I'm not a Gold trader, I have never traded any Gold contracts in my entire life.
However, I do cast a glance from time to time at Gold prices as part of my personal monitoring of the global financial markets. I also noted that a few of the chatters in the chatbox have long positions on Gold, and was previously (and currently?) very bullish on Gold.
So, I was most interested to read this article on Gold in Seeking Alpha today. (want to see if I should jump on the Gold bandwagon or not). The title is "The Manipulation of Gold Prices". The link is here - http://seekingalpha.com/article/109210-the-manipulation-of-gold-prices?source=article_sb_popular
The article is rather lengthy, but what got my attention (and rang a loud alarm bell) is the most amazing claim by the author. In his own words ...
"... It is only a matter of time before gold is allowed to rise to its natural level. Assuming that about half of the current increase in Fed credit is eventually neutralized, the monetized value of gold should be allowed to rise to between $7,500 and $9,000 per ounce as the world goes back to some type of gold standard. In the nearer term, gold will rise to about $2,000 per ounce, as the Fed abandons a hopeless campaign to support COMEX short sellers, in favor of saving the other, more productive, functions of the various banks and insurers. ..."
Gold closed $752.2 per ounce last Friday, i.e. this author claims gold has the potential to rise 10 fold at the very least!!!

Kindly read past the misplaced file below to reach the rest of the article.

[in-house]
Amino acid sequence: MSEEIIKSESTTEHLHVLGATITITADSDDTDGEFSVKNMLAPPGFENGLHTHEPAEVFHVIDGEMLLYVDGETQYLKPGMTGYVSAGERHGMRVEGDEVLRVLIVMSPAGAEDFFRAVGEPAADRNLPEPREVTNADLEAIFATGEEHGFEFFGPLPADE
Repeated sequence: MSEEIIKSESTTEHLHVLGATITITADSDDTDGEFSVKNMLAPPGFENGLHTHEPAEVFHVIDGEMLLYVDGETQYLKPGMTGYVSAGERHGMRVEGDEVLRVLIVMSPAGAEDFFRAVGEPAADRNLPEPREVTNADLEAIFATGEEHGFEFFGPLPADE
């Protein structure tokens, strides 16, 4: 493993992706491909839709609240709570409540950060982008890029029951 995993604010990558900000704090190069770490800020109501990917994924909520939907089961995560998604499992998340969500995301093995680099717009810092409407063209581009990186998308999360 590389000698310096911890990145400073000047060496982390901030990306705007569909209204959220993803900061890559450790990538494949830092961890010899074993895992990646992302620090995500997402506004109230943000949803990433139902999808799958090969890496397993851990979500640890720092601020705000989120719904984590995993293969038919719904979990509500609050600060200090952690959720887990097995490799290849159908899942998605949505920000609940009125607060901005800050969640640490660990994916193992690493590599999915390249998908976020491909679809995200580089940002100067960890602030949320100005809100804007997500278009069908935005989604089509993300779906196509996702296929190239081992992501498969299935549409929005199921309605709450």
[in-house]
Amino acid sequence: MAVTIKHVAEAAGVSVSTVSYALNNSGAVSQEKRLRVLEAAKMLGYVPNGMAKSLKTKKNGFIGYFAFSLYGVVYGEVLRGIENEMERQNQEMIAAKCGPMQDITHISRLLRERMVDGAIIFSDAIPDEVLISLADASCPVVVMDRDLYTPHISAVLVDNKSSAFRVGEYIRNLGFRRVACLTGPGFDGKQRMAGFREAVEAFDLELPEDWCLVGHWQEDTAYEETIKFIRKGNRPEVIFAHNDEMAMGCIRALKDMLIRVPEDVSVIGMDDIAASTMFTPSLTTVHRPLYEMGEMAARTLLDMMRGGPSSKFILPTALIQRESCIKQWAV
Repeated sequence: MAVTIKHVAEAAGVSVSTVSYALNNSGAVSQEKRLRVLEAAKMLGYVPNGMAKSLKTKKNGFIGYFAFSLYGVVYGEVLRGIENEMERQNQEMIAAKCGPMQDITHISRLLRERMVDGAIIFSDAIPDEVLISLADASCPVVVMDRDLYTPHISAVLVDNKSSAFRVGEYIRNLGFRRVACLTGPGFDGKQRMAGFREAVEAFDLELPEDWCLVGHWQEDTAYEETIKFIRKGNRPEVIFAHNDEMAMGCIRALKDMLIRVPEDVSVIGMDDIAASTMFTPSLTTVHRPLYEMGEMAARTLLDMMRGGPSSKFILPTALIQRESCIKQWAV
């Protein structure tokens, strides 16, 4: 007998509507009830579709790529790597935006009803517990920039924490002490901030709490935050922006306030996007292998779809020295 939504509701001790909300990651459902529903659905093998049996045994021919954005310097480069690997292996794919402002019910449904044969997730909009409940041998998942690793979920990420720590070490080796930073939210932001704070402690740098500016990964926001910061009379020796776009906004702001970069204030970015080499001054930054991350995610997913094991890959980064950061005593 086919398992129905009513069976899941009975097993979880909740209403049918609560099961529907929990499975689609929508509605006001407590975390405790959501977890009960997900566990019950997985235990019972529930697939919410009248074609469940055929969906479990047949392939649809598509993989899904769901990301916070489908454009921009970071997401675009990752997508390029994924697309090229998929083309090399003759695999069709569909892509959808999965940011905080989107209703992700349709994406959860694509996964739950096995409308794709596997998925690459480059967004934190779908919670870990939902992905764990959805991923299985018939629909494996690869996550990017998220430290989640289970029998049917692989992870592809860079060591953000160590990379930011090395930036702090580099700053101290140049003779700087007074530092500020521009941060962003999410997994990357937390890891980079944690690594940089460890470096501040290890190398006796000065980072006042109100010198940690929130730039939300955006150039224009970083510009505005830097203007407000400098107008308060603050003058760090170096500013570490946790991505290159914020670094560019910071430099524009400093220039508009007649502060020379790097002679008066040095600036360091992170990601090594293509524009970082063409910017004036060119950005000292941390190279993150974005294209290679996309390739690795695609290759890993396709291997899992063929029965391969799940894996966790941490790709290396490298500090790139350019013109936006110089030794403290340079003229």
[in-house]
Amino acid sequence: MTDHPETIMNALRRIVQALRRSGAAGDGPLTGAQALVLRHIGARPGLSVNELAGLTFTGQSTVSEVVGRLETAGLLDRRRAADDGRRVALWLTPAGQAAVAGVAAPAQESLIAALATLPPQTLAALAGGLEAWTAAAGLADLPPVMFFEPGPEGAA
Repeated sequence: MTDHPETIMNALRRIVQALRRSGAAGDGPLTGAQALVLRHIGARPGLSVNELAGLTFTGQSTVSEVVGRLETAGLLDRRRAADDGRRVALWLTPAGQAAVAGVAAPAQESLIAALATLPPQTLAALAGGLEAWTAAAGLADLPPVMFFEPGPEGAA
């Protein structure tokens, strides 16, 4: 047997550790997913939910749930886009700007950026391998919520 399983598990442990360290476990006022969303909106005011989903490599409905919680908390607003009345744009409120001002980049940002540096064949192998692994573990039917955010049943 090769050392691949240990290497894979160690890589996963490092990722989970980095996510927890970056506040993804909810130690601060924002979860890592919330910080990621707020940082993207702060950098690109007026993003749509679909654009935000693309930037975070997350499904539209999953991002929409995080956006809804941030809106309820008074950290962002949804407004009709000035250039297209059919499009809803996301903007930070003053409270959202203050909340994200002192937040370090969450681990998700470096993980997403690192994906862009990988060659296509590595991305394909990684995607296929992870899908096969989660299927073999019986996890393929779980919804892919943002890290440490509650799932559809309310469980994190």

Anyway, I decided to take a look at the Gold charts to see if there is anything interesting there.
Here's a 3 year chart of Gold from stockcharts.com.
Some quick observations:
1. Price generally trending upwards (last 3 years), but with increasing volatility (this year). The latter is evidenced clearly from the daily price range which is clearly wider than in the past (and the widening MACD this year compared to prior years). The increasing volatility at the "tail's end" is not usually a good signal, as it signifies huge uncertainty.
2. Prices have fallen BELOW the 200 day Moving Average. In fact, prices dipped BELOW 50 day Moving Average as well. Unlike in November 2006 when the 50 day MA crossed below the 200 day MA only very briefly and then recovered, this time, the 50 day MA crossed below 200 day MA in September 2008, and does not appear to have the strength to cross over it again. The conventional TA interpretation is a bearish bias to Gold prices.
3. Since March 2008, the trend is bearish. You can see this from the lower highs in March 08, July 08, October 08. The most recent peak at end of November 08 is even lower. A series of lower highs is traditionally interpreted as having a bearish bias, not a bullish bias. The resistance level to watch is around $840 to $900.
4. There is also a series of lower lows in May, August, September, October 2008. Again, pointing to a bearish bias.
5. Bearish biased MACD - the black line just crossing below the red line.
6. The RSI reading is neutral at 44. Neither here nor there, and doesn't appear oversold yet.
In short, the technical view is that over the near term, the bias on Gold prices is bearish.